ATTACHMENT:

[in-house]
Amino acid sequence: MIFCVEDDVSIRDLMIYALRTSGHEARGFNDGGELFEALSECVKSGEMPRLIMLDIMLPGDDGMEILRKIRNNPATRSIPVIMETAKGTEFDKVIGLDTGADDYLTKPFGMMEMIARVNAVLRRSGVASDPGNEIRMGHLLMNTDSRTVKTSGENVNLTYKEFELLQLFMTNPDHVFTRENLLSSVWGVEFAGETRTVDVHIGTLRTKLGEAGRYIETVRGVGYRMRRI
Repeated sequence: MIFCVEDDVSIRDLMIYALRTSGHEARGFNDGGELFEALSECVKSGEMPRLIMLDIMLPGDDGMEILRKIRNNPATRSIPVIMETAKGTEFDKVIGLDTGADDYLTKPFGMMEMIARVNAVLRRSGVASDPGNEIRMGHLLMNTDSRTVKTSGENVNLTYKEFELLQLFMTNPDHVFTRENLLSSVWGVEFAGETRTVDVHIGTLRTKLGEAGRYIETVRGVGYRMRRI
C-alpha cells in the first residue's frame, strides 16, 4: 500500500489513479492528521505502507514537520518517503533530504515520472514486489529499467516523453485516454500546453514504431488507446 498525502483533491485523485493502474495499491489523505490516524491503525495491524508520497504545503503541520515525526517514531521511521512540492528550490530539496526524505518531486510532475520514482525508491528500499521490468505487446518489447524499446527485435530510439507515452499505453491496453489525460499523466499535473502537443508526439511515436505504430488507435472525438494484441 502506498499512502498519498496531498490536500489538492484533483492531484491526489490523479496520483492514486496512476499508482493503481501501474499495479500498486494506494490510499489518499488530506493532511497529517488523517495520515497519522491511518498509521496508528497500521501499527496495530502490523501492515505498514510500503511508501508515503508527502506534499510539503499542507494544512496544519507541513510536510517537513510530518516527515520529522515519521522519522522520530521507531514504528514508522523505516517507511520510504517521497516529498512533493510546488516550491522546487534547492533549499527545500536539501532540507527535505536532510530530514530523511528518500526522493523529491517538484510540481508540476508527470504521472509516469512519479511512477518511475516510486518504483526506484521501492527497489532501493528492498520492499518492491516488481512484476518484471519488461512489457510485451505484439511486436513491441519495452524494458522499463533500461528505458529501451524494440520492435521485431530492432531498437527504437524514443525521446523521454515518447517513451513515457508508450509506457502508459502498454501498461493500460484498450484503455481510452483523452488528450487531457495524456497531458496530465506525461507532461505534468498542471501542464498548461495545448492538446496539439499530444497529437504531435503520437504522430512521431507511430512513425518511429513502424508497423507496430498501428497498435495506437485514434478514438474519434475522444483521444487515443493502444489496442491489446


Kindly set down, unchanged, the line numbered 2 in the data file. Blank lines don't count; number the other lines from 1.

Amino acid sequence: MIFCVEDDVSIRDLMIYALRTSGHEARGFNDGGELFEALSECVKSGEMPRLIMLDIMLPGDDGMEILRKIRNNPATRSIPVIMETAKGTEFDKVIGLDTGADDYLTKPFGMMEMIARVNAVLRRSGVASDPGNEIRMGHLLMNTDSRTVKTSGENVNLTYKEFELLQLFMTNPDHVFTRENLLSSVWGVEFAGETRTVDVHIGTLRTKLGEAGRYIETVRGVGYRMRRI